My employers have been running a series of workshops on the next version of Office 365 for the partners who registered us as their cloud distributors. Office 365 MVP, Kerstin Rachfahl, flew over from Germany to deliver the content. Kerstin and her husband Carsten (Virtual Machine MVP like me) own a VAR company that operates in a market that is similar to the one that the typical Irish partner does, and they have made a success of Office 365.
Services! Services! Services! Set your self up as the delegated administrator for your customers and support them from your office. Deploy Office and Lync. Upgrade their PCs using MDT. Maybe couple Office 365 with cloud PC management (e.g. Windows Intune) for remote PC/mobile device support and management. Migrate users from their SBS to the cloud. Learn some basics in SharePoint and maintain it for the customer. Maintain their users, customise policies, and all that usual stuff. Become the customer’s IT support staff in the cloud. In the end, you still do the services. Just now, you can do it from anywhere because everything is online.
Partners had a right to be upset at Office 365 before now because of the lack of a distribution model through Open. Now the two smaller packages will be available via FPP retail and the midsize product (where most VARs business is) will be available via Open. Don’t bother crying about Enterprise not being via Open. All Microsoft enterprise licensing (Select and EA) goes direct to the customer via a LAR, bypassing the partner.
Any partner that continues to fight the cloud is going to be in for “interesting times” in the next 12-18 months. Change is constant in IT. Your ability to resell SBS ends this year. Selling Server Standard, Server Standard per user/device CALs, Exchange Server and user CALs is a pricey business, and the stuff is complicated. Anyone in the SBS market knows that service provider churn happens and is common. You probably won the customer through a “site check-up” and that’ll happen to you if you cling to the traditional client/server model. I’m seeing lots of partners interested in what Office 365 can do for their business and their customers … once you’re in you have enterprise level products (e.g. Email archival and Data Loss Prevention without Enterprise CALs), no more upgrades, and continuous Office upgrades … and no more trying to sell a SBS server with ever reducing margin on tin/licensing. Not to mention that field engineer time becomes more efficient because the “server” is online and there is no travel to “hit the reset button”.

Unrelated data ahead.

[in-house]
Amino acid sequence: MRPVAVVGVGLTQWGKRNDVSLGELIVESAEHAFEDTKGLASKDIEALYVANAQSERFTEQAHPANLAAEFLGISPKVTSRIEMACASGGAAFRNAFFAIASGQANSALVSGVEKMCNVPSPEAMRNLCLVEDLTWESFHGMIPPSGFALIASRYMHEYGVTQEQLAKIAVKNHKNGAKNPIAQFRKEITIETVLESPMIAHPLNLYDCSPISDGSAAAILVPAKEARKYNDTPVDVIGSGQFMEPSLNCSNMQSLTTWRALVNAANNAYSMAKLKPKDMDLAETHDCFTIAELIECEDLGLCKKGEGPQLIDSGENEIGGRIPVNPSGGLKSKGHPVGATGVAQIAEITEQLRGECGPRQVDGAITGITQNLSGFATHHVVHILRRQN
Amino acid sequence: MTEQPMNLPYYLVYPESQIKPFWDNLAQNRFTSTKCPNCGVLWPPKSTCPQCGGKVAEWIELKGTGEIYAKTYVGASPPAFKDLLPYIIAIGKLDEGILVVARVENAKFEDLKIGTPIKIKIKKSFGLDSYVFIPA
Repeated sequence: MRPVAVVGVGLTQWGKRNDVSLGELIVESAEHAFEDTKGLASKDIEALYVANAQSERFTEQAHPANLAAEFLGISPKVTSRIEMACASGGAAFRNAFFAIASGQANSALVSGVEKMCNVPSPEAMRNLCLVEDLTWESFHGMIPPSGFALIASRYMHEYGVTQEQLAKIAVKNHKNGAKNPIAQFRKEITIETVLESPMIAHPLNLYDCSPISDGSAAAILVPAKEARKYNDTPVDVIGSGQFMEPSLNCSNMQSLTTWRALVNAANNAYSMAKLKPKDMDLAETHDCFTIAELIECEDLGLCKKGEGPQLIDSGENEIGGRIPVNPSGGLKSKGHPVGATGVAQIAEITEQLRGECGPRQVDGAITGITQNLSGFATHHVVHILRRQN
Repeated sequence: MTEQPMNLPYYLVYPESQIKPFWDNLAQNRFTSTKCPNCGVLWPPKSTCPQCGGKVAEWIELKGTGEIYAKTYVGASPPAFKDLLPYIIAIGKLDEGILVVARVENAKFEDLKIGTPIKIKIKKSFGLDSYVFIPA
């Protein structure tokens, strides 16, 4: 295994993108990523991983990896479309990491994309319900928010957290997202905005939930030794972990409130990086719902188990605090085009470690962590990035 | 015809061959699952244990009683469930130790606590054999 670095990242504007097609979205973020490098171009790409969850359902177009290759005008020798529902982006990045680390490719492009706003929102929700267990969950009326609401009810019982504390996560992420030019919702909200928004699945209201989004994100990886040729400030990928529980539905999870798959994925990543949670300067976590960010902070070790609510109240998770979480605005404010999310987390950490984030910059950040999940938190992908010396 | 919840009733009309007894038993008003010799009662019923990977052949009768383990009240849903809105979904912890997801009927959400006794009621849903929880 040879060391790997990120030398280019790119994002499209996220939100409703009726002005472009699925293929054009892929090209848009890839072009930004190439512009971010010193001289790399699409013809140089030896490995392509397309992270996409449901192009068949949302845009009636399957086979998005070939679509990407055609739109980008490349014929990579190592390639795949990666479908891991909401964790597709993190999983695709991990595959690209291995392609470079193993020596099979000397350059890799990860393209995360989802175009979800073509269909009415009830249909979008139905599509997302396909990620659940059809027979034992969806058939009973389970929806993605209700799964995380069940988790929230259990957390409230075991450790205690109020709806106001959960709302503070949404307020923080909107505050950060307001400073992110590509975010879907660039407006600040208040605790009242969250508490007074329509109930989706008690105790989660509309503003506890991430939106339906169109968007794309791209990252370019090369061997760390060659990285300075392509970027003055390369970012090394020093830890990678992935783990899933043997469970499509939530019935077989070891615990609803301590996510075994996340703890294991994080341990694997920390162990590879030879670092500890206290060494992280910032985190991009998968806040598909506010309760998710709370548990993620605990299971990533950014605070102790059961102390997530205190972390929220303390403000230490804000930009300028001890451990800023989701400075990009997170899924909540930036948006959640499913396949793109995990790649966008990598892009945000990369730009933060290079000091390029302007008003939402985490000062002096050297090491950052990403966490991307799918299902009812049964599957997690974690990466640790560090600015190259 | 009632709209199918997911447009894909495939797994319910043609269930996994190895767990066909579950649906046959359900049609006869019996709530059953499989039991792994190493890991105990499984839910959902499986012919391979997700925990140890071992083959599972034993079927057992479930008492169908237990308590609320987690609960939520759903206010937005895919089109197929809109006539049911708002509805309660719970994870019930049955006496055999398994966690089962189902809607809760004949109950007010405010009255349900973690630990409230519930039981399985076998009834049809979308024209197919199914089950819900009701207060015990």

Resistance is futile. Even the dinosaurs, as powerful as they were, died when change came a calling. Do you want to be a dinosaur?
Microsoft posted a lot of information last night. This includes release dates, information on the 4 basic SKUs of Office 365 (Exchange online is still available and can be mixed with Office 365 Enterprise [E1]), and some FAQ and presentations.